“The boy and the family were originally from Syria. They tried to get to Kos from Bodram. They were not frm Bodram.”
            Which is what I said. What point are you trying to make?

      • sarky

        You have answered your own question. Just Prehaps they are not economic migrants but genuine refugees.

        • CliveM

          You do know I was being sarcastic?

          Yes I believe they are in the main genuine, although I wouldn’t exclude the possibility of an ISIS infiltrator.

  • sarky

    Prior to Tony Blair opening up our borders to the whole of Europe, we would have had the capacity to help. That capacity is now gone. In order for us to help now, we need to stop the free movement of Europeans and repatriate those here to free up resources. As that is not going to happen, then I’m afraid we have no option but to stand back.

    • Anton

      Europeans is not the main problem.

      • sarky

        800,000 Poles alone are here. If they were not, that is a hell of alot of incredibly desperate people we could help.

        • CliveM

          I have no problems with the Poles. As far as I can see they are generally an asset.

          Of course as I’ve said elsewhere for me divvying up the refugees is neither the issue or solution (although we could take more), other solutions are needed.

        • Anton

          A report called The Fiscal Effects of Immigration to the UK by University College London academics Christian Dustmann and Tomasso Frattini, published in the Economic Journal in 2014, found that migrants from outside the European Economic Area – mainly from India, Pakistan and Commonwealth countries in Africa – consumed £117.9 billion more between 1995 and 2011 in public expenditure (NHS costs, welfare, education etc) than they contributed in taxes. Migrants from the EU were beneficial to the economy, in contrast. At the time of writing of that report, Britain was granting citizenship to more immigrants than any other European country.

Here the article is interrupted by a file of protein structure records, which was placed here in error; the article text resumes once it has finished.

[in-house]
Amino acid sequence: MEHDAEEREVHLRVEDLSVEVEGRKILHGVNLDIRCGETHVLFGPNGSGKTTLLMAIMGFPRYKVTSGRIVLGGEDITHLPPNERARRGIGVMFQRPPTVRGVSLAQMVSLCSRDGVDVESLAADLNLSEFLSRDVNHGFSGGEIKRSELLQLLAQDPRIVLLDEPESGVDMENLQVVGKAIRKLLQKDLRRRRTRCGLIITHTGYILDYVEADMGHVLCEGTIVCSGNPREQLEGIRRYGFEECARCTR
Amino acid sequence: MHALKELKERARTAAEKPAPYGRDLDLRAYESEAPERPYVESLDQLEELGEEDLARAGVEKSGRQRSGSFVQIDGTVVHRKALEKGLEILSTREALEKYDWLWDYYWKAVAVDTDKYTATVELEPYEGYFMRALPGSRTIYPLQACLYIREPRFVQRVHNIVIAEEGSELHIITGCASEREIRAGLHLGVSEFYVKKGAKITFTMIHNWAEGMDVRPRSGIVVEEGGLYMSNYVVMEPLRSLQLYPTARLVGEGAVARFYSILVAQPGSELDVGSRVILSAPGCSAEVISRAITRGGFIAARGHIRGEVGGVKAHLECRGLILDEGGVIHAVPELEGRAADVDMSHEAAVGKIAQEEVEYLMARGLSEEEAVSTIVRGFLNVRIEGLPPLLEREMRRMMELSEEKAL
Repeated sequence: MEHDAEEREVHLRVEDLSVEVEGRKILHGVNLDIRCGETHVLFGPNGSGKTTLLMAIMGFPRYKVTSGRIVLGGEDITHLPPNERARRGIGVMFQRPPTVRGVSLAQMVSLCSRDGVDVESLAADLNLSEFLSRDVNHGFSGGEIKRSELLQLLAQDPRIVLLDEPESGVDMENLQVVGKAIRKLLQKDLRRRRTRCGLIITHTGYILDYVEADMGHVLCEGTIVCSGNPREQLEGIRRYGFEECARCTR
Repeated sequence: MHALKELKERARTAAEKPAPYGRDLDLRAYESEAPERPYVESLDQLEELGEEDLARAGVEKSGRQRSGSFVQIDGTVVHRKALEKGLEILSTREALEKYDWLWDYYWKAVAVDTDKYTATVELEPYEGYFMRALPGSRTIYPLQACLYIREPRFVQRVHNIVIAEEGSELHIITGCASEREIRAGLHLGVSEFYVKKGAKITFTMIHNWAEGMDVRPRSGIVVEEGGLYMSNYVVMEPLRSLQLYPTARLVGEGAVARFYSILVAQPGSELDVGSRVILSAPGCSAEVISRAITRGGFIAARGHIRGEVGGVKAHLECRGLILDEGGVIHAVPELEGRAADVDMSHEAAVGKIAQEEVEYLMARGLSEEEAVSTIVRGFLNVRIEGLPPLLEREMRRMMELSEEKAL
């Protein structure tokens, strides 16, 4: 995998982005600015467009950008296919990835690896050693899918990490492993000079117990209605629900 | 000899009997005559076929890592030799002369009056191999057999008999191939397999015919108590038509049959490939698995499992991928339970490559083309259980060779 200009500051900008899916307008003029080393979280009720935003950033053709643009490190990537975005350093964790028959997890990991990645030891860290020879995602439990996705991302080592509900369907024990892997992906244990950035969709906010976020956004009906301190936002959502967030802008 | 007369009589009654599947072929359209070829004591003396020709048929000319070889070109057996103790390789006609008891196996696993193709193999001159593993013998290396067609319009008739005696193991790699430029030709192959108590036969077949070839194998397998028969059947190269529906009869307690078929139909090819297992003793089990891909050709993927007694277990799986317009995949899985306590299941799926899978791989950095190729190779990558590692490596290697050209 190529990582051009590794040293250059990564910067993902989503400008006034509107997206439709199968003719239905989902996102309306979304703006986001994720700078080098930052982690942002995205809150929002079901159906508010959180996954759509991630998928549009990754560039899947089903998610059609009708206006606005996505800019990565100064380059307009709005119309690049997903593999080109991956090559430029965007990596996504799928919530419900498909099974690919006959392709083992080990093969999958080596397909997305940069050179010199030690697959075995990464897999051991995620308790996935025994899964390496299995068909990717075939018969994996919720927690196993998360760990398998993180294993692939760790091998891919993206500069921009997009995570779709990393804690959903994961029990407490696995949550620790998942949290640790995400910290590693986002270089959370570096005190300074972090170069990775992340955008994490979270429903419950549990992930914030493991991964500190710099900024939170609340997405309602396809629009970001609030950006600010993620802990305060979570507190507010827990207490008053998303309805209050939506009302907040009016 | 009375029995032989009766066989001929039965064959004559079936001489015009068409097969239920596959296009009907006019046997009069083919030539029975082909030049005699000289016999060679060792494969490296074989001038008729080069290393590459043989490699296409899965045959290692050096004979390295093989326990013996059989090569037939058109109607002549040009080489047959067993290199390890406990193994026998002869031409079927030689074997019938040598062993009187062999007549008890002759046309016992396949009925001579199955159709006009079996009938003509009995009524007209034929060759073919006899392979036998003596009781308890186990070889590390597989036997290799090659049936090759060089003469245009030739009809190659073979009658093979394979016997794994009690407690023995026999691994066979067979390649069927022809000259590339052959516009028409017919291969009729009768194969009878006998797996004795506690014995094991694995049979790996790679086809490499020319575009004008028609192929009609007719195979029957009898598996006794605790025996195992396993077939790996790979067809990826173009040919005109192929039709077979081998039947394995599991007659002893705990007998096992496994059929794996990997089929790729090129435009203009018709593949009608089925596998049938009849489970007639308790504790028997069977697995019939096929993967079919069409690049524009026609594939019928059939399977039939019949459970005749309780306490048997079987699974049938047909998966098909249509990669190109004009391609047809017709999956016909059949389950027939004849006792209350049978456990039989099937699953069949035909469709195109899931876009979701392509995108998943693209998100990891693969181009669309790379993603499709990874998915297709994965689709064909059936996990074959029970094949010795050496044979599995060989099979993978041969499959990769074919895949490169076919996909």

Some 40% of Britain’s 3m Muslims consistently say in polls that they would, in principle, rather live under Sharia law. Could not a swap be arranged?

          • sarky

            I thought that report had pretty much been discredited?

            The biggest difference is that immigrants from outside the EU have had to jump through hoops and pay the costs involved in getting their visas, you also have to
            remember that a large proportion come here as students. Immigrants from the EU just have to turn up and are automatically given access to our benefit system.

            I also don’t give a rats arse about the religion of the people desperately fleeing here. We have one of the worlds largest humanitarian crisis happening on our doorstep and it’s quite obvious you don’t give a s**t. This should have nothing to do with economics, but everything about doing the right thing. Unfortunately the EU has seen to it that that we have been left pretty much impotent in the help we can offer.

          • Anton

            I give a shit, but I also give a shit about our grandchildren who will live with the grandchildren of immigrants as equals – and if the religion of the immigrants commands takeover then there is a problem, isn’t there?

            Please say more about that report being discredited – I hadn’t heard that.

          • sarky

            I hope my grandchildren do live as equals (because we are aren’t we?)

            Why is it that it takes religion to stop you seeing these people as fellow humans and only as muslims?